Memorandum by Mr. William Phillips, Special Assistant to the Secretary of State

The situation with regard to our representation in the Philippines is as follows.

Mr. Ickes is very sensitive about relieving his Department of the Philippine responsibilities and is therefore very strong for the appointment of a High Commissioner.

Eight or nine months ago the matter was taken up with President Roosevelt, who took the position that he might prefer to appoint a special representative rather than a High Commissioner, but he let the matter drop. Meanwhile President Osmeña has been urging against the revival of the High Commissioner27 and as late as April 5th spoke to President Roosevelt on the subject. President Roosevelt had stated publicly that he expected to be in a position [Page 1201] to extend complete independence to the Philippines next autumn and I understand that President Truman has made some similar public statement.28

Senator Tydings recently introduced a resolution29 providing for a delegation from Congress to proceed to the Philippines for investigation and report on conditions which would be the basis of a new commercial treaty between the Philippines and the United States. Before this legislation was passed President Truman appointed Senator Tydings as his personal representative to undertake this same investigation.30 Senator Tydings is to be accompanied by a delegation of some ten persons, which includes Mr. Weldon Jones,31 and will leave Washington in about a week. It would seem therefore that the final decision with respect to the appointment of a High Commissioner or a personal representative of the President does not have to be made until the return of Senator Tydings and his delegation, and it might be indeed more appropriate to let the decision await his return. I gather that almost everyone concerned, with the exception of Mr. Ickes and his Department, is in favor of the substitution of a personal representative in the place of a High Commissioner, and it is expected that Mr. Ickes will make a strong fight for the retention of a Commissioner. The argument against the appointment of a High Commissioner is strengthened by the fact that the independence of the Philippines will come anyway within a few months’ time.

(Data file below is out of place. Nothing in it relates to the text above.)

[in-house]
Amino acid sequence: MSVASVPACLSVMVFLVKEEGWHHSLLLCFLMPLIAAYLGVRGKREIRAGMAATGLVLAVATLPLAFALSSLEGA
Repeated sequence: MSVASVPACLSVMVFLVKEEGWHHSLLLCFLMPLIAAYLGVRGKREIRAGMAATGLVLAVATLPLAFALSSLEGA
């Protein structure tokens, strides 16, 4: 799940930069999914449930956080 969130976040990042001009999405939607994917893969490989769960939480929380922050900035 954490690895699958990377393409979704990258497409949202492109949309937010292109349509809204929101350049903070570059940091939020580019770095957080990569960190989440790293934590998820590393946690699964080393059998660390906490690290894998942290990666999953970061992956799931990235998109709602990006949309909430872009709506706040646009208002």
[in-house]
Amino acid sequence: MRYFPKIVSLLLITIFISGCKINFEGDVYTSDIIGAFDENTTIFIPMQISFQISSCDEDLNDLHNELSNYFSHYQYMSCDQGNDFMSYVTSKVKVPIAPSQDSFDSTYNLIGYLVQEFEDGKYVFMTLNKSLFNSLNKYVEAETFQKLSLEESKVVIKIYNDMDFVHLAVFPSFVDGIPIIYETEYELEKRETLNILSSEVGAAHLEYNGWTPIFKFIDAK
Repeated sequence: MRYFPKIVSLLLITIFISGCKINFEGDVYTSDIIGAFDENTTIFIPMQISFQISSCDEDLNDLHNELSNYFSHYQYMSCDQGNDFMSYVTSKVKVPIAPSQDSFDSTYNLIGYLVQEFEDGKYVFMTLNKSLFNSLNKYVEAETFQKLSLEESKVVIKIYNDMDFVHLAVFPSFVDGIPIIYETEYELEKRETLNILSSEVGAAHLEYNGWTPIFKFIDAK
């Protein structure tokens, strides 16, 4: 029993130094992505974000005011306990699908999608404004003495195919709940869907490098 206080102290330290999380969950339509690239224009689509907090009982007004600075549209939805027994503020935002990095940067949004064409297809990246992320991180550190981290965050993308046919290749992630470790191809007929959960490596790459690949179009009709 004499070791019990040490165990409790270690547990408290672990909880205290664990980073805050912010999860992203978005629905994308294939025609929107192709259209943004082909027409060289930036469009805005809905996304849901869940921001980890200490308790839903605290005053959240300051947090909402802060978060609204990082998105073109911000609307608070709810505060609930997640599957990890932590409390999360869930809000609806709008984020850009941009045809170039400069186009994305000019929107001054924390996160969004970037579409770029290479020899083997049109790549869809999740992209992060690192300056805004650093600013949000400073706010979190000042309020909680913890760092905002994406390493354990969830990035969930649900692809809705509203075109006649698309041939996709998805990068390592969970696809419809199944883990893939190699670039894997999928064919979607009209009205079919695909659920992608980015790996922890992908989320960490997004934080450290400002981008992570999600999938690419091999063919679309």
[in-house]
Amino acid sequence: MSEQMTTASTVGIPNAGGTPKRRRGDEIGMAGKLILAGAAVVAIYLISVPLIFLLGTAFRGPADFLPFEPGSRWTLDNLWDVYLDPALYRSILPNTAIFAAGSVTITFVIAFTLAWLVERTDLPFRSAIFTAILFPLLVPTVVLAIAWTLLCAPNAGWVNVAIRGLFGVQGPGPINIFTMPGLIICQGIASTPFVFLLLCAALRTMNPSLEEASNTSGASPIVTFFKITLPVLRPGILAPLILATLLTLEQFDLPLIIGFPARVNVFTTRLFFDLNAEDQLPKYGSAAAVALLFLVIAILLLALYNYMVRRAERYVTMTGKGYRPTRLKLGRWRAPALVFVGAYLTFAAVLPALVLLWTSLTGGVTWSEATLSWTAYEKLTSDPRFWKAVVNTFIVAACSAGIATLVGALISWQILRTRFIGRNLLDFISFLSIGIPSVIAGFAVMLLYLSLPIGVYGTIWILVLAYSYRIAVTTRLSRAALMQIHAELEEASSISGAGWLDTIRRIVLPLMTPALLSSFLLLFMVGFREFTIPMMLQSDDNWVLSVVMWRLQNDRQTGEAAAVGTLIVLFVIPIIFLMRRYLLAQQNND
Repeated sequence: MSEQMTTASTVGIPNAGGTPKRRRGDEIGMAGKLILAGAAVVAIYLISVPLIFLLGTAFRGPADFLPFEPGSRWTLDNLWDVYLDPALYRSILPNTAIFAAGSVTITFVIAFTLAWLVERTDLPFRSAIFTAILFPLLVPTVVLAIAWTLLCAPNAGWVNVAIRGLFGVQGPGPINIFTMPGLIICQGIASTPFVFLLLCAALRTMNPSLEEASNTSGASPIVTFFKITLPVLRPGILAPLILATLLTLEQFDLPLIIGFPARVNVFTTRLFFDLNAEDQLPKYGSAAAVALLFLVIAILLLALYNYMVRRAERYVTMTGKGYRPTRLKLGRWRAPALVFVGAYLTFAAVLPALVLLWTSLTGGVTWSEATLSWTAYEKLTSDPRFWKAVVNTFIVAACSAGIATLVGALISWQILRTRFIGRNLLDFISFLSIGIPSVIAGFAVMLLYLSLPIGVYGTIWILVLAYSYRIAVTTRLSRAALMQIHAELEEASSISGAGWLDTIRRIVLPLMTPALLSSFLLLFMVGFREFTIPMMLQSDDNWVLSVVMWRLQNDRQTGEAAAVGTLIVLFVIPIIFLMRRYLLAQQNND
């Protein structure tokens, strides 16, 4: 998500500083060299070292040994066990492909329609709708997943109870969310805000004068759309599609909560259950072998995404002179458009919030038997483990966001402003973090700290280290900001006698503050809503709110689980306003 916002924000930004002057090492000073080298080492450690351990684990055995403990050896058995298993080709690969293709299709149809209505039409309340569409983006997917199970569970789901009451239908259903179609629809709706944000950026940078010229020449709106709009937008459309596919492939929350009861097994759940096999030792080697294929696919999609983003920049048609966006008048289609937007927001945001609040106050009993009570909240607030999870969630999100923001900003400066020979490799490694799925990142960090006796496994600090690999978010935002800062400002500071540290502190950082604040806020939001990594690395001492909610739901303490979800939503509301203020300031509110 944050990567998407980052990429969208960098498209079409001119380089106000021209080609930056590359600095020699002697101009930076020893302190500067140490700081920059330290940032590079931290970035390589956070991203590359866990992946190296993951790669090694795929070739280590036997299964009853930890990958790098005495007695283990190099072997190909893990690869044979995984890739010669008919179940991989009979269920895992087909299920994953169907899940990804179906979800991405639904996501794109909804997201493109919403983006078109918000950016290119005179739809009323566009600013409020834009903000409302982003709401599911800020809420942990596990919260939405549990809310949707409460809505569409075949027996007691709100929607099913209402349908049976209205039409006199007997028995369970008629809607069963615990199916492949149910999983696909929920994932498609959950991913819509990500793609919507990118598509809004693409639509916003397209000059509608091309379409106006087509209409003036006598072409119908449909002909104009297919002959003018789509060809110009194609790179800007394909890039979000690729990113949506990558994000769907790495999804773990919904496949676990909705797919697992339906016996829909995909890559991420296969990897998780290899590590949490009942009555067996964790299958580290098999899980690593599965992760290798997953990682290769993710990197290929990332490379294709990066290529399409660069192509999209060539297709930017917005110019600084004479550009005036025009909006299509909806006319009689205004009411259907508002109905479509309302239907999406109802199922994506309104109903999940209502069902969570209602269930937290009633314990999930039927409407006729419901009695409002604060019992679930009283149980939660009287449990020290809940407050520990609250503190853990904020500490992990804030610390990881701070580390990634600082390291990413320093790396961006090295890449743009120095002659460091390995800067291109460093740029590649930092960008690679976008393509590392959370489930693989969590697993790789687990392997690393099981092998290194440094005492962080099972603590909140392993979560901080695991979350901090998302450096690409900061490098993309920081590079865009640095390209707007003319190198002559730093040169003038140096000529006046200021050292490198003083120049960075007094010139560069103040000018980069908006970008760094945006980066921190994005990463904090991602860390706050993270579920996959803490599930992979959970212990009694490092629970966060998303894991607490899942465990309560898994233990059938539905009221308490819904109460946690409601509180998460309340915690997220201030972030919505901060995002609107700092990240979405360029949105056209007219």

William Phillips
  1. In despatch 215, July 19, 1945, the Consul General at Manila transmitted a copy of an aide-mémoire of the same date prepared by E. D. Hester of a conference with President Osmeña. The aide-mémoire stated President Osmeña no longer objected to use of the title “High Commissioner”. (811B.00/7–1945)
  2. This refers, presumably, to the statement of May 5 by President Truman, supra.
  3. S. Res. 123, introduced May 3, Congressional Record, vol. 91, pt. 3, p. 4101.
  4. See statement of May 5 by President Truman, supra.
  5. Of the Bureau of the Budget.